By Michael Banks in Miami, Florida
So that was this summer’s American Astronomical Society (AAS) meeting. We had some nice talks about NASA’s Solar Dynamics Observatory (SDO), the CoRoT exoplanet hunter and the Herschel satellite as well as how to destroy asteroids and unexpected results from research into supermassive black holes.
I would say it was SDO that stirred the most interest, and talks about the mission were usually given to a packed auditorium. Indeed, SDO’s booth in the exhibition centre was always busy with people staring in awe at the new images of the Sun the satellite has recently produced.
One thing you always probably take away with you when attending talks on astronomy is the sheer scale of the universe. For example, in a talk on Herschel today (see previous entry) even when zooming into an average image taken by the satellite three or four times there are still more than 6000 galaxies in the picture possibly containing millions of stars and thousands of planets.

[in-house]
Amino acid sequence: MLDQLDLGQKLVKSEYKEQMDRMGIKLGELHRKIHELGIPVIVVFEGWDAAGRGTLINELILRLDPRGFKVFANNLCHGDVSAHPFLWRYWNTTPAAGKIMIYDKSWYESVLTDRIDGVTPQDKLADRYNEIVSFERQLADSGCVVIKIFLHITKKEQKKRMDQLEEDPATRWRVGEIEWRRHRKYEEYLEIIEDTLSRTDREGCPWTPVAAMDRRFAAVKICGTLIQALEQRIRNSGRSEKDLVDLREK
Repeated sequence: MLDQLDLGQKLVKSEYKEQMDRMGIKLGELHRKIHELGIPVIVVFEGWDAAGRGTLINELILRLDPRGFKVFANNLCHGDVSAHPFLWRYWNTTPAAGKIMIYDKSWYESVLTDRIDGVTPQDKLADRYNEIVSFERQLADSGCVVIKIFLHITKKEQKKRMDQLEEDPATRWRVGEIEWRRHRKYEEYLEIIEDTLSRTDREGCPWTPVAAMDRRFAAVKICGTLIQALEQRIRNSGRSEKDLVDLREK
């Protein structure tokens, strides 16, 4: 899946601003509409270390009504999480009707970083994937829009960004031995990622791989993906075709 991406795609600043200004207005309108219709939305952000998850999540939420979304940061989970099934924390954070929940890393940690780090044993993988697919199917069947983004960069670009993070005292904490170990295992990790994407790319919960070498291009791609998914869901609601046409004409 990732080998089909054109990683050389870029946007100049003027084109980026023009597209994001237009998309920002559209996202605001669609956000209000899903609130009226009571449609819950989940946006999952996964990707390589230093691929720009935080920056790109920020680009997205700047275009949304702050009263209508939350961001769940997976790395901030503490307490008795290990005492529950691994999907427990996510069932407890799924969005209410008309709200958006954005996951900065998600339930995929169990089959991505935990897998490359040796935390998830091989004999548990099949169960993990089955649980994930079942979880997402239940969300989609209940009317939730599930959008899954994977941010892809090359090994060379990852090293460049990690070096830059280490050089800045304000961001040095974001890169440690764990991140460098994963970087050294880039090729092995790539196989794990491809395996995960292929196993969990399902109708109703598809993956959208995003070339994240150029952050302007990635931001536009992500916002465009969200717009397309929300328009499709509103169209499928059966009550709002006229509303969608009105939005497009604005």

And that brings in another aspect of astronomy – handling the huge amounts of data that missions are now producing second by second. The Wide-field Infrared Survey Explorer (WISE), for example, is taking an image every few seconds transmitting terabytes of data every day. Astronomers think it will take at least 20 years before they have analysed all of WISE’s data.
Hopefully astronomers working on missions such as SDO, WISE and Herschel will be able to tell us even more about our Sun and the universe when the next AAS meeting is held in Seattle starting on 9 January. See you there!